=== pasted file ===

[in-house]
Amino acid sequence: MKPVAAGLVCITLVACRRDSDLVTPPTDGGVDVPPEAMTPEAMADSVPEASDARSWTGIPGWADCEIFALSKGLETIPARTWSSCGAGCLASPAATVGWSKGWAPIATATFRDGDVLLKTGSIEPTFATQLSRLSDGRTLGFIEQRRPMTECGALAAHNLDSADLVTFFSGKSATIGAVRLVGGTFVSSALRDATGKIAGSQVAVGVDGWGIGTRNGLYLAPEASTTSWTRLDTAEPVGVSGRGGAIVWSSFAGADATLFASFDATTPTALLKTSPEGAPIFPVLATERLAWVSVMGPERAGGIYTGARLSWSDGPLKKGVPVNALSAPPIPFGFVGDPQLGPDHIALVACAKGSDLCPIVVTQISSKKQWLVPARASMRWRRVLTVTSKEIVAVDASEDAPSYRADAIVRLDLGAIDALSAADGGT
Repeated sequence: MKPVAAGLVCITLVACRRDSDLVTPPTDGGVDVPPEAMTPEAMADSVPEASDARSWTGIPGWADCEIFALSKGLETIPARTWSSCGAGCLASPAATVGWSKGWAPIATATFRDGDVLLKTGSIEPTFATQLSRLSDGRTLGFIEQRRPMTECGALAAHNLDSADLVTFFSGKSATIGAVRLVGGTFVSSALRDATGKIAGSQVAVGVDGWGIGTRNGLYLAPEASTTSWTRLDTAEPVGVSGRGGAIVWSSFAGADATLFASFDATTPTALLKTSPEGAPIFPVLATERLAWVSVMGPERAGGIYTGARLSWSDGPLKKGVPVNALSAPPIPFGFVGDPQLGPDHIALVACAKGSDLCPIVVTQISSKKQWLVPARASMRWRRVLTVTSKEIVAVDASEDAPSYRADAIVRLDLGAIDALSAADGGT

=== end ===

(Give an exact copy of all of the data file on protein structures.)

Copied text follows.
[in-house]
Amino acid sequence: MKPVAAGLVCITLVACRRDSDLVTPPTDGGVDVPPEAMTPEAMADSVPEASDARSWTGIPGWADCEIFALSKGLETIPARTWSSCGAGCLASPAATVGWSKGWAPIATATFRDGDVLLKTGSIEPTFATQLSRLSDGRTLGFIEQRRPMTECGALAAHNLDSADLVTFFSGKSATIGAVRLVGGTFVSSALRDATGKIAGSQVAVGVDGWGIGTRNGLYLAPEASTTSWTRLDTAEPVGVSGRGGAIVWSSFAGADATLFASFDATTPTALLKTSPEGAPIFPVLATERLAWVSVMGPERAGGIYTGARLSWSDGPLKKGVPVNALSAPPIPFGFVGDPQLGPDHIALVACAKGSDLCPIVVTQISSKKQWLVPARASMRWRRVLTVTSKEIVAVDASEDAPSYRADAIVRLDLGAIDALSAADGGT
Repeated sequence: MKPVAAGLVCITLVACRRDSDLVTPPTDGGVDVPPEAMTPEAMADSVPEASDARSWTGIPGWADCEIFALSKGLETIPARTWSSCGAGCLASPAATVGWSKGWAPIATATFRDGDVLLKTGSIEPTFATQLSRLSDGRTLGFIEQRRPMTECGALAAHNLDSADLVTFFSGKSATIGAVRLVGGTFVSSALRDATGKIAGSQVAVGVDGWGIGTRNGLYLAPEASTTSWTRLDTAEPVGVSGRGGAIVWSSFAGADATLFASFDATTPTALLKTSPEGAPIFPVLATERLAWVSVMGPERAGGIYTGARLSWSDGPLKKGVPVNALSAPPIPFGFVGDPQLGPDHIALVACAKGSDLCPIVVTQISSKKQWLVPARASMRWRRVLTVTSKEIVAVDASEDAPSYRADAIVRLDLGAIDALSAADGGT